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A Guide On Comprehensive Credit Reporting (CCR)
●June 9, 2021●4 minute read
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When comprehensive credit reporting (CCR) was introduced in March 2014, it meant big changes for our credit scores and how they are calculated. It was mandated by the Australian Government, with all big four banks required to participate by 1 July 2018.
This new way of credit reporting was proposed to provide creditors access to a “deeper, richer set of data” when assessing a borrower’s credit position.
In this guide, we give a quick rundown of what comprehensive credit reporting is including the potential pros and cons for borrowers.
What is negative credit reporting?
Before comprehensive credit reporting was introduced, Australia used a negative credit reporting system. This meant credit reporting agencies only recorded negative credit information in your credit file. This included bankruptcies, court judgements, defaults, and missed payments. As a result, when people applied for credit including personal loans or home loans, lenders could only see the negative information listed in their credit report. This influenced whether a loan was approved or not.
One of the downsides of negative credit reporting is that it doesn’t give a holistic picture of a person’s borrowing history. It doesn’t include detailed information about when a person has successfully managed their credit obligations by paying off loans on time. Instead, only negative information is listed.
What is comprehensive credit reporting?
Comprehensive credit reporting, also known as positive credit reporting, is a new reporting system aimed to make it easier for potential lenders to know the true borrowing history of an applicant.
Alongside the information a credit report previously contained, it can now include positive information such as:
- Current credit accounts a customer holds;
- Open and closed accounts;
- Credit limits;
- Up to 36 months of repayment history (including frequency of repayments and whether they were made on time);
- Type of credit applied for.
After comprehensive credit reporting was introduced in 2014, there was a slow uptake of the system. As a result, the Government imposed a deadline for major lenders. The big four banks had to provide 50% of their credit data to credit reporting bureaus by September 2018, and 100% by September 2019. However, it is not mandatory for other creditors to provide comprehensive credit data, though they can choose to do so.
Pros and cons of comprehensive credit reporting
There are both potential benefits and drawbacks of comprehensive credit reporting for creditors and consumers. We give a rundown of some of these pros and cons below:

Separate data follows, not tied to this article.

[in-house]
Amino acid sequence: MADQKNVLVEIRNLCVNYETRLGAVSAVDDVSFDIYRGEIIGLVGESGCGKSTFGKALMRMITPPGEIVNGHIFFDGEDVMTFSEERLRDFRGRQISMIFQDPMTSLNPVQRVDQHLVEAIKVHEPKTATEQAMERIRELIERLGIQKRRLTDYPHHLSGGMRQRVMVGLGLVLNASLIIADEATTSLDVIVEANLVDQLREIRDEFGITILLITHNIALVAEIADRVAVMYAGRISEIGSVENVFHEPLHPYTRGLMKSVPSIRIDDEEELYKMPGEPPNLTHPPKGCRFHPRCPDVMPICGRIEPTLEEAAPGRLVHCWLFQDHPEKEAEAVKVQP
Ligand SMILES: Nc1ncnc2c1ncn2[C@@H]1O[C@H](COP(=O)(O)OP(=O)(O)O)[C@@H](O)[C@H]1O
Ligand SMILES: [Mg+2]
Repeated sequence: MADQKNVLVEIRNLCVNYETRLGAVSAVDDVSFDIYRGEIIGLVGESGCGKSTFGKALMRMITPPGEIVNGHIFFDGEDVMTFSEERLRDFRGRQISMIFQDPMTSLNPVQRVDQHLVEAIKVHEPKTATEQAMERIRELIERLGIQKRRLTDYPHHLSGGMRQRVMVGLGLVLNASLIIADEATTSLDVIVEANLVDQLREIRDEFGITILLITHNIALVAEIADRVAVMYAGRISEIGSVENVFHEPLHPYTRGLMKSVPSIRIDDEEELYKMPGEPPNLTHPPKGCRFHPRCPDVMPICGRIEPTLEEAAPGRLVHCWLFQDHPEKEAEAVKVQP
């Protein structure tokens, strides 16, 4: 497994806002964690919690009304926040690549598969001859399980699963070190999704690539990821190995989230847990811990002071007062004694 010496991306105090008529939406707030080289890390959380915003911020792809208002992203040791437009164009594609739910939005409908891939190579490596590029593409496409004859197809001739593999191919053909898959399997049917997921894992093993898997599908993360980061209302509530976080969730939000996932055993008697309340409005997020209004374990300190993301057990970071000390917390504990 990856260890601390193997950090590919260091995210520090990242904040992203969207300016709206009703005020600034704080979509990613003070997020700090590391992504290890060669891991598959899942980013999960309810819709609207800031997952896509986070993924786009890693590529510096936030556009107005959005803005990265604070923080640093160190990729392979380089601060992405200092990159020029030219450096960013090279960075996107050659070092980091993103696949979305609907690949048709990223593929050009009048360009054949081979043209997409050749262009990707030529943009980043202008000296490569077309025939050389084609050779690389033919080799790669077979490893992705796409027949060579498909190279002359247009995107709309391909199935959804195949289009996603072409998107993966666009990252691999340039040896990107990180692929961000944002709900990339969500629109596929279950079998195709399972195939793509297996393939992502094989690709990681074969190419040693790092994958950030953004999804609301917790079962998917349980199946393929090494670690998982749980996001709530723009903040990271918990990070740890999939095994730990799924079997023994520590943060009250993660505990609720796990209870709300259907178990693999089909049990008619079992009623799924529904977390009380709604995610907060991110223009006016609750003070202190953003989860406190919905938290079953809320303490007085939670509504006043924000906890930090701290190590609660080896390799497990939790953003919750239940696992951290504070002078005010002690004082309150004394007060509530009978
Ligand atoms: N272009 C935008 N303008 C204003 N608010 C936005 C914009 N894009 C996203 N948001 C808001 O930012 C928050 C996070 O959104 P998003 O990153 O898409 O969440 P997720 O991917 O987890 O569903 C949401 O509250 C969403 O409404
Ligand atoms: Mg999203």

- All positive borrowing behaviour is listed, which can offset previous negative credit information such as missed payments.
- People with a less extensive credit history now have more information on their credit report. This can make it easier for lenders to decide whether to lend to them.
- The impact of one negative event, such as missing a payment, may not be as drastic as it was with negative credit reporting, if it is offset by positive factors.
- A person’s credit score can be viewed as a more accurate picture of their borrowing behaviour.
- Lenders can more easily meet their responsible lending obligations by identifying financial issues much earlier, which could avoid putting people into financial distress.
- People with strong repayment histories and high credit scores could benefit from the tailoring of credit products, as they could be offered better interest rates.
- The credit provider doesn’t need to make additional enquiries about recent credit inquiries on a credit file to see if a client received a loan. Meaning, applicable repayments that need to be taken into consideration are already listed on the credit report.
- A person’s credit score can go down if, for example, they have multiple credit cards they often pay off late.
- Lenders can tailor products based on how risky they perceive a borrower to be, meaning you could be charged more interest.
- Your credit card limit is listed on your credit report, but not how much you spend. Meaning, if you have a credit card with a $5,000 limit but only spend up to $500, this information is not listed and you could seem more risky as a borrower than you are.
- Not all lenders are required to use CCR, meaning if you have multiple credit providers, credit reporting companies could be receiving inconsistent credit information.
A quick summary
Overall, while there are potential drawbacks of comprehensive credit reporting, it can offer lenders a more precise, accurate picture of a person’s financial situation. A 2015 report by KPMG stated that the exchange of credit data between financial institutions is vital for their risk management. Ultimately, it is a better system, as it can assist lenders to more easily comply with responsible lending obligations. With a more comprehensive history of a person’s borrowing habits, this can avoid creating debts that cannot be reasonably managed.
The switch to a positive credit reporting system also brings Australia more in line with the US and the UK markets, both of which use comprehensive credit reporting systems. New Zealand also uses a comprehensive credit reporting system, which was introduced two years before Australia in 2012.
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Written by Rachel Horan
Rachel Horan is a Content Writer for Jacaranda Finance. Rachel has previously produced content for Brisbane City Council, Black & White Cabs, and Clubs Queensland. She has a Bachelor of Mass Communication with Distinction from the Queensland University of Technology.